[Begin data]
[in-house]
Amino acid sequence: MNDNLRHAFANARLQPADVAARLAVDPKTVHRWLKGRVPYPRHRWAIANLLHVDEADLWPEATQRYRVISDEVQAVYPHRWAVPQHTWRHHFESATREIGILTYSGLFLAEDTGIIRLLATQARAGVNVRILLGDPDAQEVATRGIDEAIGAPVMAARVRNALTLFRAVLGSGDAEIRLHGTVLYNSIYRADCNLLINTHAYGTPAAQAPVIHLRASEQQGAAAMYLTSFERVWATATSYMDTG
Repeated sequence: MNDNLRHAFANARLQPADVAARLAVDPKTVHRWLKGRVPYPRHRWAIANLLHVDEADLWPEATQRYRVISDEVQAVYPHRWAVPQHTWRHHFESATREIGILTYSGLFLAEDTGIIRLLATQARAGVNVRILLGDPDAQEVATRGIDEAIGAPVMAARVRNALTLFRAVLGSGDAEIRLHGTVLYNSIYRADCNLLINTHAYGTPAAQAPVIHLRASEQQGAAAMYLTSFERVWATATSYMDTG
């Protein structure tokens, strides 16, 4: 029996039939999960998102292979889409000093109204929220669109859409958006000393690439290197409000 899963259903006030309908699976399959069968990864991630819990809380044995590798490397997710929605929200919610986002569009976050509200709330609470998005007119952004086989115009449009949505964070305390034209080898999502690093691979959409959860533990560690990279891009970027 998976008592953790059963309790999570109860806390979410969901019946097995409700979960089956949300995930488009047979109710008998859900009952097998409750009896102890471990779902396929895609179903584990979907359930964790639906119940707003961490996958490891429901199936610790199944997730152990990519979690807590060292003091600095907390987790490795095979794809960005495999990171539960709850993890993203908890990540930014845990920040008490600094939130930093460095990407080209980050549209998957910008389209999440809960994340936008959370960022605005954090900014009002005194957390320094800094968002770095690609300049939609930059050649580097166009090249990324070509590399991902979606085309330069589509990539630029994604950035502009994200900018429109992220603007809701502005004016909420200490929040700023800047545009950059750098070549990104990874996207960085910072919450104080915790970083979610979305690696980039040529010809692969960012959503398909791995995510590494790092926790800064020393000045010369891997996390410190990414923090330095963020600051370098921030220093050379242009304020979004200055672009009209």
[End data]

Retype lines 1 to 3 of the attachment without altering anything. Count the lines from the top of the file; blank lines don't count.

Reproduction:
[in-house]
Amino acid sequence: MNDNLRHAFANARLQPADVAARLAVDPKTVHRWLKGRVPYPRHRWAIANLLHVDEADLWPEATQRYRVISDEVQAVYPHRWAVPQHTWRHHFESATREIGILTYSGLFLAEDTGIIRLLATQARAGVNVRILLGDPDAQEVATRGIDEAIGAPVMAARVRNALTLFRAVLGSGDAEIRLHGTVLYNSIYRADCNLLINTHAYGTPAAQAPVIHLRASEQQGAAAMYLTSFERVWATATSYMDTG
Repeated sequence: MNDNLRHAFANARLQPADVAARLAVDPKTVHRWLKGRVPYPRHRWAIANLLHVDEADLWPEATQRYRVISDEVQAVYPHRWAVPQHTWRHHFESATREIGILTYSGLFLAEDTGIIRLLATQARAGVNVRILLGDPDAQEVATRGIDEAIGAPVMAARVRNALTLFRAVLGSGDAEIRLHGTVLYNSIYRADCNLLINTHAYGTPAAQAPVIHLRASEQQGAAAMYLTSFERVWATATSYMDTG